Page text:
Native: Afghanistan, Albania, Bulgaria, East Himalaya, Greece, Iran, Iraq, Kazakhstan, Lebanon-Syria, Nepal, North Caucasus, Pakistan, Romania, Turkey, Ukraine, Uzbekistan, Xinjiang, and Yugoslavia. Introduced: Argentina, Austria, Baltic States, Belgium, Canada--British Columbia and Ontario, Czechoslovakia, Denmark, East European Russia, France, Germany, Great Britain, Hungary, Ireland, Italy, Morocco, Netherlands, New South Wales, New Zealand, Poland, Portugal, South Australia, Spain, Sweden, Switzerland, the United States--CA, CO, ID, MD, MA, NH, NY, OH, OR, PA, and WA.
    Wildlife Value:
    This is a larval host plant for Eastern Tiger Swallowtail (Papilio glaucus). You may see three flights from February-November in the deep south and two flights from May-September in the north. Fruits are eaten by songbirds. Insects pollinate the flowers.
    Play Value:
    Attractive Flowers
    Attracts Pollinators
    Edible fruit
    Fragrance
    Wildlife Food Source
    Wildlife Larval Host
    Edibility:
    The fruits are edible and are used in tarts or jellies.
    Dimensions:
    Height: 15 ft. 0 in. - 30 ft. 0 in.
    Width: 15 ft. 0 in. - 25 ft. 0 in.
  • Whole Plant Traits:
    Plant Type:
    Tree
    Woody Plant Leaf Characteristics:
    Deciduous
    Habit/Form:
    Dense
    Rounded
    Spreading
    Vase
    Growth Rate:
    Medium
    Maintenance:
    High
    Texture:
    Medium
  • Cultural Conditions:
    Light:
    Full sun (6 or more hours of direct sunlight a day)
    Partial Shade (Direct sunlight only part of the day, 2-6 hours)
    Soil Texture:
    Clay
    Loam (Silt)
    Sand
    Soil pH:
    Acid (<6.0)
    Neutral (6.0-8.0)
    Soil Drainage:
    Good Drainage
    Moist
    Available Space To Plant:
    12-24 feet
    NC Region:
    Coastal
    Mountains
    Piedmont
    USDA Plant Hardiness Zone:
    5b, 5a, 6b, 6a, 7b, 7a, 8b, 8a
  • Fruit:
    Fruit Color:
    Gold/Yellow
    Purple/Lavender
    Red/Burgundy
    Fruit Value To Gardener:
    Edible
    Display/Harvest Time:
    Summer
    Fruit Type:
    Drupe
    Fruit Length:
    < 1 inch
    Fruit Width:
    < 1 inch
    Fruit Description:
    The fruit is a smooth, round, yellow, or red drupe that is up to 1.25-inches in diameter and ripens mid to late summer. Cultivars may be reddish-purple fruits. Fruits are not produced in great quantities.
  • Flowers:
    Flower Color:
    Pink
    White
    Flower Inflorescence:
    Head
    Flower Value To Gardener:
    Fragrant
    Showy
    Flower Bloom Time:
    Spring
    Flower Shape:
    Radial
    Flower Petals:
    4-5 petals/rays
    Flower Size:
    1-3 inches
    Flower Description:
    The flowers are fragrant, pure white, and 5-petaled with 20 to 30 stamens and 1 pistil. They are usually single but sometimes there may be two to three together. They are crowded on the twigs which makes them appear clustered. They measure 0.75 to 1-inch in diameter and bloom in April as the leaves emerge. The flowers of cultivars may be pink.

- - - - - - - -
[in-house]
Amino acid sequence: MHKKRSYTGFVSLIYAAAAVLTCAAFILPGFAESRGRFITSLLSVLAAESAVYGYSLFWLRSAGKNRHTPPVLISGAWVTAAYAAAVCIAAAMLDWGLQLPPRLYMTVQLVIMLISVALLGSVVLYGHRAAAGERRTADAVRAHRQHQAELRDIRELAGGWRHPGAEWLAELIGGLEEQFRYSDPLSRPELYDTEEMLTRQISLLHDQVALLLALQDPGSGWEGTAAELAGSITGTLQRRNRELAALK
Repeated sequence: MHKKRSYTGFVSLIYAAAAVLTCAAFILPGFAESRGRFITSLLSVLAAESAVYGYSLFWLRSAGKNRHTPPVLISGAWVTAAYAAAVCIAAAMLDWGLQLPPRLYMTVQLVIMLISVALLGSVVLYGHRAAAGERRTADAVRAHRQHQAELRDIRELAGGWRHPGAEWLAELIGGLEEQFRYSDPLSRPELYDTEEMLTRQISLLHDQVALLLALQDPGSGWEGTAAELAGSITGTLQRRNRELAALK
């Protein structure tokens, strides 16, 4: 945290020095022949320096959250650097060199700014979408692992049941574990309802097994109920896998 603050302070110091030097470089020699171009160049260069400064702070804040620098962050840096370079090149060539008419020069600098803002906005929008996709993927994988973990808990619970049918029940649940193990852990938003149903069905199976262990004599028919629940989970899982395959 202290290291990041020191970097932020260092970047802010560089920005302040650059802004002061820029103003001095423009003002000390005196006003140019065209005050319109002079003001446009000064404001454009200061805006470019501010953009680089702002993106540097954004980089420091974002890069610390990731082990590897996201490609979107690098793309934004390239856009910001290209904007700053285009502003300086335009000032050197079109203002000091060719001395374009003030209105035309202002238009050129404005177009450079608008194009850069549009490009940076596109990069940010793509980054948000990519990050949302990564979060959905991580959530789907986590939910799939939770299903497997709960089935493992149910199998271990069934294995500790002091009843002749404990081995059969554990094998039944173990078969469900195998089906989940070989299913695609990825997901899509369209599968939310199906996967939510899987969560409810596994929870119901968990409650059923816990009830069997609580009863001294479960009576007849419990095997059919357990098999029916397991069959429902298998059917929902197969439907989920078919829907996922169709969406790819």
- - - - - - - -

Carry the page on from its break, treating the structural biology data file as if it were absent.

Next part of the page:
• Leaves:
    Woody Plant Leaf Characteristics:
    Deciduous
    Leaf Color:
    Green
    Purple/Lavender
    Red/Burgundy
    Leaf Feel:
    Glossy
    Leaf Value To Gardener:
    Showy
    Leaf Type:
    Simple
    Leaf Arrangement:
    Alternate
    Leaf Shape:
    Elliptical
    Obovate
    Ovate
    Leaf Margin:
    Serrate
    Hairs Present:
    Yes
    Leaf Length:
    1-3 inches
    Leaf Width:
    1-3 inches
    Leaf Description:
    The leaves are alternate, simple, shiny, and green. The underside of the leaves is pale green. They measure 1.5 to 3 inches long and 1 to 1.25 inches wide. They are ovate, obovate, to elliptical with serrated margins, rounded base, and acute apex. They are downy along the midrib and veins on the undersides of the leaf. There are glands at the leaf base near the petiole. No significant fall color. Depending on the cultivar, the foliage may be purple, reddish-purple, red, or coppery-red, and they retain the color until the leaves drop in the fall.
  • Bark:
    Bark Color:
    Dark Brown
    Dark Gray
    Red/Burgundy
    Surface/Attachment:
    Furrowed
    Lenticels
    Ridges
    Smooth
    Bark Plate Shape:
    Irregular
    Bark Description:
    The young bark is red-brown to dark gray and smooth with many horizontal lenticels. As the tree ages, the bark vertically splits and becomes irregularly ridged and furrowed.
  • Stem:
    Stem Color:
    Gray/Silver
    Red/Burgundy
    Stem Is Aromatic:
    No
    Stem Surface:
    Smooth (glabrous)
    Stem Description:
    The stems are dark reddish-brown to gray and thin. Spur shoots are presents. The buds are small.
  • Landscape:
    Landscape Location:
    Naturalized Area
    Small Space
    Landscape Theme:
    Asian Garden
    Butterfly Garden
    Cottage Garden
    Pollinator Garden
    Design Feature:
    Flowering Tree
    Hedge
    Screen/Privacy
    Small Tree
    Specimen
    Attracts:
    Butterflies
    Pollinators
    Songbirds
    Problems:
    Problem for Cats
    Problem for Dogs
    Problem for Horses
    Short-lived
  • Poisonous to Humans:
    Poison Severity:
    Low
    Poison Symptoms:
    Stems, leaves, and seeds contain cyanide, particularly toxic in the process of wilting: brick red mucous membranes, dilated pupils, difficulty breathing, panting, and shock.
    Poison Toxic Principle:
    Cyanogenic glycosides
    Causes Contact Dermatitis:
    No
    Poison Part:
    Leaves
    Seeds
    Stems